In summer 2005 the German army starts to use flight simulators as a primary training tool for basic copter training.
Approx. 70% of all VFR/IFR flights will be executed in state-of-the-art `full mission simulators´(EC135).
Any thoughts about that?
4th Jan 2005, 13:35
Simulation has got to be the way forward. Fixed wing were there years ago. However it depends on the quality of the simulator.
OK, the military are not bound by JAR rules, but must be looking at the equivalent of at least FS Level C.
Depending upon the type of sim, 70% may well be right. However helicopter simulation will never achieve Zero hour status unless money is thrown at the visual system to produce not only instant visual reaction but a 6 to 10 feet focal length. (F/W set at infinity)
There are many helicopter exercises that can only be taught in an aircraft in flight. The role of the simulator is unbeatable for teaching systems operation, normal abnormal and emergency procedures, crew cooperation, etc. etc. etc.
The potential for cost savings is immense. All you need is an instructor and student, a Sim and the power to run it - 24 / 7. No a/c serviceability, ATC or Met worries. And the trainee can kill him/herself when getting it wrong. The instructor just presses "reset" and says, "Shall we try that again?"
Of course, there are excellent helicopter simulators working in the civil sector where the same principles apply. The problem is that the best ones cover larger types (AS332 / S61 and, if you don't mind going to Florida, S76).
What we need to do is press the Aviation Authorities to recognise the value of generic training, certainly for issue of the initial Instrument Rating, where experience gained on one specific type will be carried across to others.
Now, maybe, that will start another thread.
4th Jan 2005, 14:13
Helicopter flying - at least the basics, can be taught in a simulator if it has good visuals and a good mathematical model of the machine.
The visuals need to have lots of vertical cues (signs, posts, trees, fences, buildings), as opposed to just 'texture' (i.e. grass).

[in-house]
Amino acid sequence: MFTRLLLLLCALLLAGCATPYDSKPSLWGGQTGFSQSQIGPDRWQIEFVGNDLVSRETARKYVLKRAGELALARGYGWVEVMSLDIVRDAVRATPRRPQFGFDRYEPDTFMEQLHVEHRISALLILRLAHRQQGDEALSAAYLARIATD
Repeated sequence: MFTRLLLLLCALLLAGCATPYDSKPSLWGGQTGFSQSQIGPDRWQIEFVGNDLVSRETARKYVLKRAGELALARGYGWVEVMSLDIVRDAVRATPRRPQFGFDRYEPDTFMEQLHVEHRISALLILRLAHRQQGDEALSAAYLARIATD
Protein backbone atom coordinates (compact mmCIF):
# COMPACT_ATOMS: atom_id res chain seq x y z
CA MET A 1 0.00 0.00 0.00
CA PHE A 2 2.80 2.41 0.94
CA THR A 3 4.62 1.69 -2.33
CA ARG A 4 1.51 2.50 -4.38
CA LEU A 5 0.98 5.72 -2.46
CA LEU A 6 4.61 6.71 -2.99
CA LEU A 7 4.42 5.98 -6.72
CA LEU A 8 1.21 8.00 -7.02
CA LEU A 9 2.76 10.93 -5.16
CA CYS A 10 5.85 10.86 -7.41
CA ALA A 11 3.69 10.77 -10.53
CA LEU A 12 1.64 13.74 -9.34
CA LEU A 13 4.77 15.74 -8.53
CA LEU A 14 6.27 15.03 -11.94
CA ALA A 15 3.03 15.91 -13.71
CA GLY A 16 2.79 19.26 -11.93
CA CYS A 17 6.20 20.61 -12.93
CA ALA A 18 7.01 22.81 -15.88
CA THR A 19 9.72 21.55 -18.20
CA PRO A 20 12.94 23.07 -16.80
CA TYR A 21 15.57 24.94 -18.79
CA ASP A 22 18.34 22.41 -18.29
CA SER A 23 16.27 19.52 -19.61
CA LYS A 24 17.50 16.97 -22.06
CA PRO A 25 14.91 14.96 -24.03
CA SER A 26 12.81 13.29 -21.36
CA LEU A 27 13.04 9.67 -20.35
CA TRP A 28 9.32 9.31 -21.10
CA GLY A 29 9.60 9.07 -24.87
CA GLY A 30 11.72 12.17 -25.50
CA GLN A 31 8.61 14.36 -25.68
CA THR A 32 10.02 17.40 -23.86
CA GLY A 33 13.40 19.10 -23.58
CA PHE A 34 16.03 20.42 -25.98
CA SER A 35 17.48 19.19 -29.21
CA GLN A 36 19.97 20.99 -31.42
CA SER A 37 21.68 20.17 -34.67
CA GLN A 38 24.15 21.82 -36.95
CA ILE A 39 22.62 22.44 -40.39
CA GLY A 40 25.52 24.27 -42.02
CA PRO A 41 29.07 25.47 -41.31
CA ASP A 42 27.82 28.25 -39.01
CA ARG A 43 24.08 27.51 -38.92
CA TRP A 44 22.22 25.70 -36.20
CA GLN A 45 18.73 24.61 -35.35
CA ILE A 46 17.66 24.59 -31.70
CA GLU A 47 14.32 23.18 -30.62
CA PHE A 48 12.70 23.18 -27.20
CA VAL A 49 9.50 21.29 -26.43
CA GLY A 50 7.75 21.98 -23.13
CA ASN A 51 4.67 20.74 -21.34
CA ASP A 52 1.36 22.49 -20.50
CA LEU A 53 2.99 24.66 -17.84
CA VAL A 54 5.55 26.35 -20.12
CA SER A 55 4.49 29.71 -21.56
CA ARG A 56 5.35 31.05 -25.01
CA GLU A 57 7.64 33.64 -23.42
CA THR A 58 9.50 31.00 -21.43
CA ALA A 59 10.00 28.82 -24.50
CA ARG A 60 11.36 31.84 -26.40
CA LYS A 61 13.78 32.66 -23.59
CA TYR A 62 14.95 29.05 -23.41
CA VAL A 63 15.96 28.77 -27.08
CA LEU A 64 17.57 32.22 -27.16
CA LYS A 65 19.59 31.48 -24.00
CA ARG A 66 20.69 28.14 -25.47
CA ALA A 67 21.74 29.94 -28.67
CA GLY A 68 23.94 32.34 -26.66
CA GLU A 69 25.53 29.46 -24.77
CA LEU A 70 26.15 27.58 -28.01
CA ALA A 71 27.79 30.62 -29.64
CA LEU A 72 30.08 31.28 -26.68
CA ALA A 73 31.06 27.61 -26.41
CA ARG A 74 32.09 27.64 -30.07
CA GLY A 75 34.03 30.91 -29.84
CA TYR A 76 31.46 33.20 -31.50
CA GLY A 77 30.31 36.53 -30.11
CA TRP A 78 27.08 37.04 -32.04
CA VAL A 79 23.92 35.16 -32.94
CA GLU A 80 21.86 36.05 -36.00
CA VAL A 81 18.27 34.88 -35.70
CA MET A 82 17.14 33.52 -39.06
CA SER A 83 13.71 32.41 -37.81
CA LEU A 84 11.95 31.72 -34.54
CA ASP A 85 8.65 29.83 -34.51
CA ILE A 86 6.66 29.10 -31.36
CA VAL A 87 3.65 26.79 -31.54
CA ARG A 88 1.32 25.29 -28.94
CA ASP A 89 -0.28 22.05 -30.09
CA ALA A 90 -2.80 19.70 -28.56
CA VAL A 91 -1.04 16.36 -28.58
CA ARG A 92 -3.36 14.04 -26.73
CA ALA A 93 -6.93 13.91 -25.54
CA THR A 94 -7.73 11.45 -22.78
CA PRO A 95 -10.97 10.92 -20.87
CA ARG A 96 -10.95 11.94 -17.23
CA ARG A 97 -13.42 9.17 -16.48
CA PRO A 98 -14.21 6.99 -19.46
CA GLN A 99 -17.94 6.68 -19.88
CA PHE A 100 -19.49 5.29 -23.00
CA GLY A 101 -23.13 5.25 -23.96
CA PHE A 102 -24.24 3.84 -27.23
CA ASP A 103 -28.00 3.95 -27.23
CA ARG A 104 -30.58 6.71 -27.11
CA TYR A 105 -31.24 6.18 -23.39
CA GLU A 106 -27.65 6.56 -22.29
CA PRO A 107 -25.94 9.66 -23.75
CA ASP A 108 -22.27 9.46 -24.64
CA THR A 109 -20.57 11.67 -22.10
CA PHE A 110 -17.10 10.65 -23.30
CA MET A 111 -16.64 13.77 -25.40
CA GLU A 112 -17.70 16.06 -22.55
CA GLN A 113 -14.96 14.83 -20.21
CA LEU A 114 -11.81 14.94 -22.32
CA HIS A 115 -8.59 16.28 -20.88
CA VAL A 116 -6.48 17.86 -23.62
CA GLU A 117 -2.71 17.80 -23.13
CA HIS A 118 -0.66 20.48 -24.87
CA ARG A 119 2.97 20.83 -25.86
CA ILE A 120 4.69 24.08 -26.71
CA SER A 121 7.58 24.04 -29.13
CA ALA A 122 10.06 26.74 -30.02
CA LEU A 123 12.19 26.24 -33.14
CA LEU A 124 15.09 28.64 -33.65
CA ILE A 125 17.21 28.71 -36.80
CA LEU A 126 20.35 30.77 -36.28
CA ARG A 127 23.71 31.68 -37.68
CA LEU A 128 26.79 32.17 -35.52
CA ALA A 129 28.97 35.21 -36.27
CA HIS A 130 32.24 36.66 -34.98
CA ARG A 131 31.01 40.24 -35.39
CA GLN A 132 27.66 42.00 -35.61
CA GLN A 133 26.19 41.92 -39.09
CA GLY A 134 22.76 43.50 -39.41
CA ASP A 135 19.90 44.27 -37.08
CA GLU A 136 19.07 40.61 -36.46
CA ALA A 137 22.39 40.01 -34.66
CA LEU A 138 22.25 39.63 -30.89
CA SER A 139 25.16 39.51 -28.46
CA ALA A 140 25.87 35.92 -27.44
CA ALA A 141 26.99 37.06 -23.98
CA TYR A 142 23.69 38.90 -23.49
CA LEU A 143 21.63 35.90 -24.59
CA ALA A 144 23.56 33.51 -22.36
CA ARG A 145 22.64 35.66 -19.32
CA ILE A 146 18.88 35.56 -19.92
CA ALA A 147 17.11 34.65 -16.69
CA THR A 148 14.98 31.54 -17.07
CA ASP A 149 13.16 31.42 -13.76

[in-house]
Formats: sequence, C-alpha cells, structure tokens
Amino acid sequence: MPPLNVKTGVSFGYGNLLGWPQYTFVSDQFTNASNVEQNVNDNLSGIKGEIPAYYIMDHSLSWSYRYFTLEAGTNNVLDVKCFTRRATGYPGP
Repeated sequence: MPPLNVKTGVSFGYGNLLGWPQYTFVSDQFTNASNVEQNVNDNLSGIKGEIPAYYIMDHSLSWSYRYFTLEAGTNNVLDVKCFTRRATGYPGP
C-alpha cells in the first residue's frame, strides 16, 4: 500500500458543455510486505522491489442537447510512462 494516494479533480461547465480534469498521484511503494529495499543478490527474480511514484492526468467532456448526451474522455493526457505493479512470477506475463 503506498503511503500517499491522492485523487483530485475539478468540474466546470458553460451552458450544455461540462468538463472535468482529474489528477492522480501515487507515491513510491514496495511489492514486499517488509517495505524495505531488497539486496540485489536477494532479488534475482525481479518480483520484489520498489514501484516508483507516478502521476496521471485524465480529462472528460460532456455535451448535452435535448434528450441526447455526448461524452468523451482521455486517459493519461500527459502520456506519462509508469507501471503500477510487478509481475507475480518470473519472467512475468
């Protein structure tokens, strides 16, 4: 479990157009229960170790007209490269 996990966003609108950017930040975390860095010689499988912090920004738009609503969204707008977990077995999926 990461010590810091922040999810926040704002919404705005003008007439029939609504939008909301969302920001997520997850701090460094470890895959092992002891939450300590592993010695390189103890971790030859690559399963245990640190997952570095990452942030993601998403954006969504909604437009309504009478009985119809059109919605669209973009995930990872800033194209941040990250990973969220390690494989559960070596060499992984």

It also takes a lateral thinking instructor to make the simulator a good teaching tool.
We don't have much experience doing this, because until recently, we haven't had the tools to even start thinking of it.
4th Jan 2005, 14:24
Be wary about saying that the military are not bound by JAA rules because in Germany NO military rules exist. The military guys must fly to full JAA rules and regs and that includes the training.
The training incidentally will take place at Buckeburg in Germany where the EC 135 is replacing the BO 105 and full VFR/IFR training for the new military pilot intakes will be conduced there. Excellent facilities with excellent instructors!!
4th Jan 2005, 16:10
I must be old.
Although no one can make a cogent arguement why simulators can not be used for a great majority of training, it certainly takes the fun out of it.
4th Jan 2005, 16:31
Diethelm, I'm with you - unfortunately all the bean counters can see is the bottom line and simulators are good for some training.
The problem is that once they see that some training can be done in the sim they are inevitably drawn to saving more and more money without realising they are degrading the quality of that training.
To get an accurate replication of a particular helciopter you need good accurate data from a real model of that helicopter actually flying the manoeuvres you want to teach in the sim. Sadly most sims are based on generic helicopter models and therefore never reproduce the subtleties of handling that the pilot needs to learn to fly the real helicopter properly.
Factor in the graphics which are expensive and really need to be top notch if you are to teach hover manoeuvres, confined areas, sloping ground etc and getting a really good sim will cost mega-bucks, especially if you want day and night facility. Instead people accept compromises in graphics and handling and the result is a lot of hours spent in something that is 'not like the real thing'.
The worst element of sim flying is that people (often the sim instructors) believe if something can be done in the sim then the real aircraft will be able to do it as well instead of accepting the limitations of their pride and joy simulator. This is particularly dangerous when considering TR malfunctions and the like which will never have had the telemetry data of a real aircraft fed in. Pilots see a recovery from a 500' hover TR failure in the sim by raising the lever to climb and flying away from 1000' and believe that will work in the real world.